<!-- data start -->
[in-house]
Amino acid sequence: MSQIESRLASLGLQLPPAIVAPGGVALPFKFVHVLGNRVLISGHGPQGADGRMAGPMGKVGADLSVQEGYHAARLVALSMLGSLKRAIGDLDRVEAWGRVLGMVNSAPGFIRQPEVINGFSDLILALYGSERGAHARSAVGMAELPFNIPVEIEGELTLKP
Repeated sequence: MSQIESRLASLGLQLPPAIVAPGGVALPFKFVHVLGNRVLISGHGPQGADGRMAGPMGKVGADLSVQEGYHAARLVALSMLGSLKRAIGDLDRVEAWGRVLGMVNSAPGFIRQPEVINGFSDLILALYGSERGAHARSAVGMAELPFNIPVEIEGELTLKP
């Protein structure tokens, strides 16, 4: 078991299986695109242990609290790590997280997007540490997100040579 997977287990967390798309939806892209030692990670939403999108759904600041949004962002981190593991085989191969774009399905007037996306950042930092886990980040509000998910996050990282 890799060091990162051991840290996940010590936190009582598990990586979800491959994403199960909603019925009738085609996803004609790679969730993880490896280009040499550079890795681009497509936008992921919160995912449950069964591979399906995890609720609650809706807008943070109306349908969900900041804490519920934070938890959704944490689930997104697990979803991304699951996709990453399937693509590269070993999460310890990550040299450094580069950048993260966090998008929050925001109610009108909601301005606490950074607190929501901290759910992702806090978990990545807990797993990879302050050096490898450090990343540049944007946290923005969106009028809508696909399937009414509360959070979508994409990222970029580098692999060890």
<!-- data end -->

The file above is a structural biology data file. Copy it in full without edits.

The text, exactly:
[in-house]
Amino acid sequence: MSQIESRLASLGLQLPPAIVAPGGVALPFKFVHVLGNRVLISGHGPQGADGRMAGPMGKVGADLSVQEGYHAARLVALSMLGSLKRAIGDLDRVEAWGRVLGMVNSAPGFIRQPEVINGFSDLILALYGSERGAHARSAVGMAELPFNIPVEIEGELTLKP
Repeated sequence: MSQIESRLASLGLQLPPAIVAPGGVALPFKFVHVLGNRVLISGHGPQGADGRMAGPMGKVGADLSVQEGYHAARLVALSMLGSLKRAIGDLDRVEAWGRVLGMVNSAPGFIRQPEVINGFSDLILALYGSERGAHARSAVGMAELPFNIPVEIEGELTLKP
């Protein structure tokens, strides 16, 4: 078991299986695109242990609290790590997280997007540490997100040579 997977287990967390798309939806892209030692990670939403999108759904600041949004962002981190593991085989191969774009399905007037996306950042930092886990980040509000998910996050990282 890799060091990162051991840290996940010590936190009582598990990586979800491959994403199960909603019925009738085609996803004609790679969730993880490896280009040499550079890795681009497509936008992921919160995912449950069964591979399906995890609720609650809706807008943070109306349908969900900041804490519920934070938890959704944490689930997104697990979803991304699951996709990453399937693509590269070993999460310890990550040299450094580069950048993260966090998008929050925001109610009108909601301005606490950074607190929501901290759910992702806090978990990545807990797993990879302050050096490898450090990343540049944007946290923005969106009028809508696909399937009414509360959070979508994409990222970029580098692999060890």